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Soil Association bans same nanoparticles as found in leading brands
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Old Codger
2008-01-19 15:55:01 UTC
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Soil Association bans same nanoparticles as found in leading brands
11:25am, 15th January 2008


The SA wants to prevent nanparticles getting under your skin.
Photo:TheAlieness_GiselaGiardino²³

Gemma Taylor writes

Leading cosmetics brands, including Boots, Lancome and L’Oreal, are
using nanomaterials (in selected products) that the Soil Association
(SA) has today announced it has banned in all its certified organic
products, due to safety concerns.

From this month, the ban applies particularly to health and beauty
products, but also to food and textiles. The SA is the first
organisation in the world to take action against nanotechnology.

A 2004 report,
http://www.nanotec.org.uk/report/chapter10.pdf
commissioned by the Government, recommended; the release of
nanoparticles should be ‘avoided as far as possible’, labelling of
consumer products, and that research be conducted into the toxicity of
nanoparticles and nanotubes.

Despite agreeing with the report’s conclusions,
http://www.ost.gov.uk/policy/issues/nanotech_final.pdf
no regulations have been adopted. A voluntary industry labelling
scheme is being developed, with which the SA is involved, but under a
voluntary scheme, no label doesn’t guarantee no nano.

While the SA recognises there may be benefits from nanotechnology - in
the area of medicine for example - some initial studies have shown
negative effects. Research has shown that nano-sized titanium dioxide
- which makes the sunscreen transparent and therefore more marketable
- ‘might be toxic to various types of cell’, can enter the brain and
may trigger cell death.

Professor Vyvyan Howard, nanotechnology researcher at University of
Ulster, said: ‘The term nanotechnology covers a vast range of
applications. Many are not threatening at all, such as nano-structured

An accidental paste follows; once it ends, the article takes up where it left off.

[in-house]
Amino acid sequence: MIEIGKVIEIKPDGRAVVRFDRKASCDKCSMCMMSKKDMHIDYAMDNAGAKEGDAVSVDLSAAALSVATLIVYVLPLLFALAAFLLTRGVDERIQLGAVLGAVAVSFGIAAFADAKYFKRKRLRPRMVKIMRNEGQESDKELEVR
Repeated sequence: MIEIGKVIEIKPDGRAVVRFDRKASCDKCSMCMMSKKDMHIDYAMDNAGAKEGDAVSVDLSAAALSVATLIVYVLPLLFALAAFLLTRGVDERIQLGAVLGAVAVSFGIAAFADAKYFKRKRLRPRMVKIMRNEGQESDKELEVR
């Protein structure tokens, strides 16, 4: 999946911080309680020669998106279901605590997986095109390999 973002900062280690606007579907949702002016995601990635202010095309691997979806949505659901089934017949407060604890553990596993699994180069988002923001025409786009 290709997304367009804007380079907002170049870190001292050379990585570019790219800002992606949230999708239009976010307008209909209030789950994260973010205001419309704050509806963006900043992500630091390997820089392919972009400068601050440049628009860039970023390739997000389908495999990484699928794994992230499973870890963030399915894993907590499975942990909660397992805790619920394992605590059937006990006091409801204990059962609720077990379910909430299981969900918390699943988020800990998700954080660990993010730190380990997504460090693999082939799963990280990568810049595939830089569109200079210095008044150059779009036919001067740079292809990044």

surfaces for self cleaning glass. But in the areas of health and
beauty and food more research must be done. There is considerable
evidence that nanoparticles are toxic and potentially hazardous.’

Gundula Azeez, Soil Association policy manager, believes: ‘There
should be an immediate freeze on the commercial release of
nanomaterials until there is a sound body of scientific research into
all the health impacts. As we saw with GM, the government is ignoring
the initial indications of risk and giving the benefit of the doubt to
commercial interest rather than the protection of human health.’

The race for nano-patents in the technological-beauty market is on,
and Nanomaterials are in many products, including:

L'Oreal 'Plenitude Revitalift' anti-wrinkle cream,

Lancome's Renergie Lift,

Almay's Clear Complexion Concealer,

Various Neutrogena cosmetics by Johnson and Johnson,

Olay's All Day Complete Care cream with UV protection,

Revlon's ColourStay range.

Nanotechnology is also widely used in sunscreens, including the
popular Boots Soltan range.

There’s more info contained here about which products contain the
penetrating technology.
http://tinyurl.com/239gg5

We welcome the SA’s move to ban the particles, particularly in the
absence of any other regulation,
http://www.corporatewatch.org.uk/?lid=2147
and would take the SA certified natural products over ‘advanced'
skincare products - hazardous or not - any day.
Old Codger
2008-01-19 21:16:50 UTC
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Old Codger wrote:

No he didn't, it was *another* Pete forgery.
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Old Codger
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What matters in politics is not what happens, but what you can make
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